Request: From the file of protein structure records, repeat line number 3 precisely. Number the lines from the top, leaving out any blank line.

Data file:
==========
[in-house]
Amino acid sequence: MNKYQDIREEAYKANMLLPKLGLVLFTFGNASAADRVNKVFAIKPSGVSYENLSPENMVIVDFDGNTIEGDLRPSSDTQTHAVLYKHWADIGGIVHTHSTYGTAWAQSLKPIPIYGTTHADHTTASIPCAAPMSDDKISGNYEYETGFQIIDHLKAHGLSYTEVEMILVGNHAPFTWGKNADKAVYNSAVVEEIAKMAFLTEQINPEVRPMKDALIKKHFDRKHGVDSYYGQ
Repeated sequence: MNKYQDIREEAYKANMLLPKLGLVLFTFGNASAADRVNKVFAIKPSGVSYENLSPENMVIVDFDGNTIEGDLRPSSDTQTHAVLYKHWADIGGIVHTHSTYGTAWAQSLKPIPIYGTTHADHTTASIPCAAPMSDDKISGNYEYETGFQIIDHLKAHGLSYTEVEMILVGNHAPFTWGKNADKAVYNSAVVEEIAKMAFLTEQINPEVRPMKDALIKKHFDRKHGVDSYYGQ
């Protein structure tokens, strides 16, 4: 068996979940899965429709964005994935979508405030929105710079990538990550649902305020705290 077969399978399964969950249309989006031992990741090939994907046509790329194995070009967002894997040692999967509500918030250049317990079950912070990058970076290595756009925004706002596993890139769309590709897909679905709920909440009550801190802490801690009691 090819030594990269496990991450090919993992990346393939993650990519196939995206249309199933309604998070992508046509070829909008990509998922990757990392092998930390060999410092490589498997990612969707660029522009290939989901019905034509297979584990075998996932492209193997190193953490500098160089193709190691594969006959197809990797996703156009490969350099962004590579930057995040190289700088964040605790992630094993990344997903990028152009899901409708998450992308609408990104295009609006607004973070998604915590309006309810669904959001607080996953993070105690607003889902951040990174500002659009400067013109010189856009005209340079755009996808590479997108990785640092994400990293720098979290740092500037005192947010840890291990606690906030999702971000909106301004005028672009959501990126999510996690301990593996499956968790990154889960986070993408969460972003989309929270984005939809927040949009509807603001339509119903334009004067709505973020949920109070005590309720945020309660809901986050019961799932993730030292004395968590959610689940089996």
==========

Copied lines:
Repeated sequence: MNKYQDIREEAYKANMLLPKLGLVLFTFGNASAADRVNKVFAIKPSGVSYENLSPENMVIVDFDGNTIEGDLRPSSDTQTHAVLYKHWADIGGIVHTHSTYGTAWAQSLKPIPIYGTTHADHTTASIPCAAPMSDDKISGNYEYETGFQIIDHLKAHGLSYTEVEMILVGNHAPFTWGKNADKAVYNSAVVEEIAKMAFLTEQINPEVRPMKDALIKKHFDRKHGVDSYYGQ